Harmless Harvest Co-founders Launch Seafood Snack Brand Goodfish

Carol Ortenberg

The meat snack set has seen plenty of new skin in the game over the past year as some consumers look to swap out chips and puffs with protein-heavy, low-carb alternatives like pork rinds. Now Justin Guilbert and Douglas Riboud, the co-founders of Harmless Harvest, want to bring seafood into the set with the debut of Goodfish, a line of snackable flash-fried salmon skins.

Launched last week at The Fresh Market in Sea Salt, Chili Lime, Spicy BBQ, and Tart Cranberry flavors, each .5 oz. bag retails for $2.99. To fund the launch, Goodfish closed a round of capital from previous Harmless Harvest investors of family offices and individuals, alongside AF Ventures (formerly Accelfoods).

Guilbert and Riboud developed the Goodfish concept while the two were still involved in the day-to-day operations of Harmless Harvest, but tabled the concept until they brought on Ben Mand as CEO in 2018. Since then, both have remained on the board of the coconut beverage and yogurt brand, and have largely spent time investing in other CPG brands, such as biodegradable water bottle brand Cove.

While they plan to continue investing, they said the Goodfish concept was too compelling, so they decided to take on the project themselves, with Guilbert acting as chairman and Riboud as CEO.

“We realized we were more interested in doing rather than just investing,” Guilbert noted. “We had this deep confidence that we had access to resources, we had been educated, trained in this consumer goods world, and wanted to put it towards a project that would have constructive capitalism or progressive practices in consumerism.”

Goodfish hopes to make an impact on the global food system by using the skins of wild salmon caught in Bristol Bay, Alaska. In the U.S., fish skin is routinely discarded in production or by the end consumer, Riboud said. And although some might argue that the best way to protect wildlife is to avoid consuming meat, Guilbert believes that by “attaching an economic value” to discarded ingredients, Goodfish is able to “put a positive value to the wilderness” and increase the value per fish caught. This move, in essence, helps build sustainable fisheries against the efforts of unsustainable fish farming practices, he added.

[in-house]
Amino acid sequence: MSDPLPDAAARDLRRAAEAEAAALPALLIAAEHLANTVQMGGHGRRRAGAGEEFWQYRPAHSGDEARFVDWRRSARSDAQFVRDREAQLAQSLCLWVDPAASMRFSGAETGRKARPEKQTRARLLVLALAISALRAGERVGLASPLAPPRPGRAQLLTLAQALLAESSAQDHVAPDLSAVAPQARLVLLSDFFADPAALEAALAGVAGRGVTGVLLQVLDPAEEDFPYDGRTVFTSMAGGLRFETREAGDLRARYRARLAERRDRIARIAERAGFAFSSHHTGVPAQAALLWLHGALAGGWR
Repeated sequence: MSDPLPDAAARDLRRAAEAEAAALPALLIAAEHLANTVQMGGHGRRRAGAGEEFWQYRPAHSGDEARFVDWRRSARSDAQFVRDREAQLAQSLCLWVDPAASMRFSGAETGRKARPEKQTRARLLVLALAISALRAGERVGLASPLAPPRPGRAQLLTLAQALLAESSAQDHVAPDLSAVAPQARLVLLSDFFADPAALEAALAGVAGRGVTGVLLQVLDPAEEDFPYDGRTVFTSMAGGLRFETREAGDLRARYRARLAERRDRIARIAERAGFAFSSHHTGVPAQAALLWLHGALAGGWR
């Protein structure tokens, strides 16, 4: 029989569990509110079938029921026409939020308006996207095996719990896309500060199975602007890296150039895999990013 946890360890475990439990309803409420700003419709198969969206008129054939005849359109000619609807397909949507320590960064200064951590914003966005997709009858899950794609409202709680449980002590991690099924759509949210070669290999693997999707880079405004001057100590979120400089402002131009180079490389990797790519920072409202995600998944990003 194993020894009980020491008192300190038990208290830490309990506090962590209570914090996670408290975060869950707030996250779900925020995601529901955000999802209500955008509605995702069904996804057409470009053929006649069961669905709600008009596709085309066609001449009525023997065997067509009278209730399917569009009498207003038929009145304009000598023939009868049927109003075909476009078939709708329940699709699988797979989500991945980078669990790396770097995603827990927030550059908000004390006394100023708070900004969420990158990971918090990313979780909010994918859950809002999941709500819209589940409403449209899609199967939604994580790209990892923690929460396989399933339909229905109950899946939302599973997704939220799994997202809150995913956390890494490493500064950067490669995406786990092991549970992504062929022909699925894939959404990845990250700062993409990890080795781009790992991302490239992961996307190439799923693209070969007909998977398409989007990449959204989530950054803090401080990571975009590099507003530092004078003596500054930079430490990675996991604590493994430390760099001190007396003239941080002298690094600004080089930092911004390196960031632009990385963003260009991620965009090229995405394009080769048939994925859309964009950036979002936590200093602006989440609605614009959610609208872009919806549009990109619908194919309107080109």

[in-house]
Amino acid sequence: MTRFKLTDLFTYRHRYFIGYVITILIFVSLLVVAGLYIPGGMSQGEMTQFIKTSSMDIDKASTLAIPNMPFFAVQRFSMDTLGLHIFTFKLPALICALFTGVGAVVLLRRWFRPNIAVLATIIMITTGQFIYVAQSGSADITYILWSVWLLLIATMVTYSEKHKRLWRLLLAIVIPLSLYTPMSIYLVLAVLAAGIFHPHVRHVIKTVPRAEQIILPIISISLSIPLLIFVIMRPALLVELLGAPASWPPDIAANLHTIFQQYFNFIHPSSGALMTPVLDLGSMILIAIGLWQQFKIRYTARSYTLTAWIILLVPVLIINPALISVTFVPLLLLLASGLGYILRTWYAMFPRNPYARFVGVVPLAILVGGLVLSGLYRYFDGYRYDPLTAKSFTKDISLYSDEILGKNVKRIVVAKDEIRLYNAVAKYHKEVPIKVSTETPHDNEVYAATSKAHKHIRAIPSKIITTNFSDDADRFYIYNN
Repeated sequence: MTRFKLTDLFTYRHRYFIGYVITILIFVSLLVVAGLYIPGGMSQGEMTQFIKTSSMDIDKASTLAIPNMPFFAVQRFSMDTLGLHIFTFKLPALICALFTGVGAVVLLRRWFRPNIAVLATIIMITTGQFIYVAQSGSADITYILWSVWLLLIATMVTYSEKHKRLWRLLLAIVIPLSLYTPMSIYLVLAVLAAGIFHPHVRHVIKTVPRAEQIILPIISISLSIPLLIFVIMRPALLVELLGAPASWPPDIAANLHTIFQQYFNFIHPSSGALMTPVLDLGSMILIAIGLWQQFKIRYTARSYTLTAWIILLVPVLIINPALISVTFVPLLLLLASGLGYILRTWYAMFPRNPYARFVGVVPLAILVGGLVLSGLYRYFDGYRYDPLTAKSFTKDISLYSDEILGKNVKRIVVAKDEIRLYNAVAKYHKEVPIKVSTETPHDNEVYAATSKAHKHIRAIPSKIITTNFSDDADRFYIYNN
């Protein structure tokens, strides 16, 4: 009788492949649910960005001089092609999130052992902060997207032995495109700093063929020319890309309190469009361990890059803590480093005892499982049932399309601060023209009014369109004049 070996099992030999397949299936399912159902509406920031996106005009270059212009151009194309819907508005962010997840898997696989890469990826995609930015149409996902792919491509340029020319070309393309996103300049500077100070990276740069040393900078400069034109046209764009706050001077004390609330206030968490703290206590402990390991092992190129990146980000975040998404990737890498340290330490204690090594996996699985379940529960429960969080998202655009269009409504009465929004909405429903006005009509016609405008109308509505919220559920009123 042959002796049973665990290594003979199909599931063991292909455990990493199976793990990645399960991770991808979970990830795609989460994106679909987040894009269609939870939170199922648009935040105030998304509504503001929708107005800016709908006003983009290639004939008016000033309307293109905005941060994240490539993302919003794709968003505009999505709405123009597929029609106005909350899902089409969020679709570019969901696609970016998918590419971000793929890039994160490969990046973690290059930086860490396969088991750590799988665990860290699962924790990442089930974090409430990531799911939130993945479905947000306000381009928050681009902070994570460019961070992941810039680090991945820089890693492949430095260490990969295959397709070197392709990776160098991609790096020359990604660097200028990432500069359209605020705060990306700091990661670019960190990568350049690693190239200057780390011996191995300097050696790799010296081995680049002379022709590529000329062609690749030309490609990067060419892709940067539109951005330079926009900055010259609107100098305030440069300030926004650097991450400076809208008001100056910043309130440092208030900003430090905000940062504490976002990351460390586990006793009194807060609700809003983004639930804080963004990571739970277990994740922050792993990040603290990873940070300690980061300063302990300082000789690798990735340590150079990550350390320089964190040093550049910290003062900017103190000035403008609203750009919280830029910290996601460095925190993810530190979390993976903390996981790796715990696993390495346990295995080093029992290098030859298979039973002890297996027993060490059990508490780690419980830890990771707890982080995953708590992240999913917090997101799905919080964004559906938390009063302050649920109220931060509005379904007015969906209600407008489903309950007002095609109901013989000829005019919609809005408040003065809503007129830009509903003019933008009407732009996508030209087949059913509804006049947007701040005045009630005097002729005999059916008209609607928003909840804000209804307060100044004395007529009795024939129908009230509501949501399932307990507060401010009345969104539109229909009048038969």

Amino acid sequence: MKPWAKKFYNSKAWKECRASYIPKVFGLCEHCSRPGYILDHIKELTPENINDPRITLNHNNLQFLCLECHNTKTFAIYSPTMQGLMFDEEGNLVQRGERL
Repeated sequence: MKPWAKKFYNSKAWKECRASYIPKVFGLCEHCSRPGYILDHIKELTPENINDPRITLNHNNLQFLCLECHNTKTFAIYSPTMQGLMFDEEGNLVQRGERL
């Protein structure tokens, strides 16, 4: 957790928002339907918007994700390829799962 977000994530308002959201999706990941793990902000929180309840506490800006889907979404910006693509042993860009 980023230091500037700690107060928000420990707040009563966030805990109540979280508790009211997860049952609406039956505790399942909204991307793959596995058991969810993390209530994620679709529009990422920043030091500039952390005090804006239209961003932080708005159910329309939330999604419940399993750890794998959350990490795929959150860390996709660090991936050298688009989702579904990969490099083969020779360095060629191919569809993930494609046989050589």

“We didn’t look at the market [opportunity first], similar to how we didn’t look at the market with Harmless,” Guilbert said. “Our approach has always been related to the supply chain and the source and to see if consumerism can have a productive impact on those.”

On the operational side, the company has purchased dedicated equipment to run inside of co-packers — Goodfish currently works with Trident Seafood in Seattle and a co-packer in Connecticut as well. Harmless Harvest followed the same model, Guilbert added, starting with co-packers before opening its own factory.

Errol Schweizer, former Whole Foods Market executive global grocery coordinator, has also joined the company as a co-founder and assisted in setting up much of the supply chain and operations.

Both Guilbert and Riboud understand that getting American consumers to start eating fish skins may be a challenge, but note the texture and taste are that of a Dorito crossed with a chicharrone-albeit slightly fishier. Two of the flavors, Chili Lime and Spicy BBQ, were also designed to appeal to the conventional chip consumer.

“We wanted to develop something that was completely disruptive but at the same time, easy to understand and absorb for a broad audience,” Guilbert said. “If you don’t have a product that says ‘yummy,’ I can pitch you anything about it, like that it’s made of gold and will make you live forever, but it doesn’t matter,”

The company will also emphasize salmon’s functional benefits — high omega counts, collagen and protein — in order to connect with wellness shoppers who are looking for better-for-you snacks. Branding was designed by award-winning firm Gin Lane, which also worked on cult brands such as Recess, Shake Shack, and Sweet Greens before repositioning itself as Pattern, creating its own D2C brands.

For marketing purposes, Guilbert said he plans to follow a similar model to that of Harmless Harvest (which first invested heavily in the New York City and Los Angeles markets), focusing on specific geographic areas that influence other parts of the country’s shopping habits. The brand’s first employee is market manager in Los Angeles, where the company is based. Moving forward, Goodfish hopes to expand its distribution over the course of 2020, launching into other retail chains — both conventional and natural.

“I want to be part of the everyday shopping routing of a core audience that then becomes prescriber to a broader [audience],” Guilbert said.

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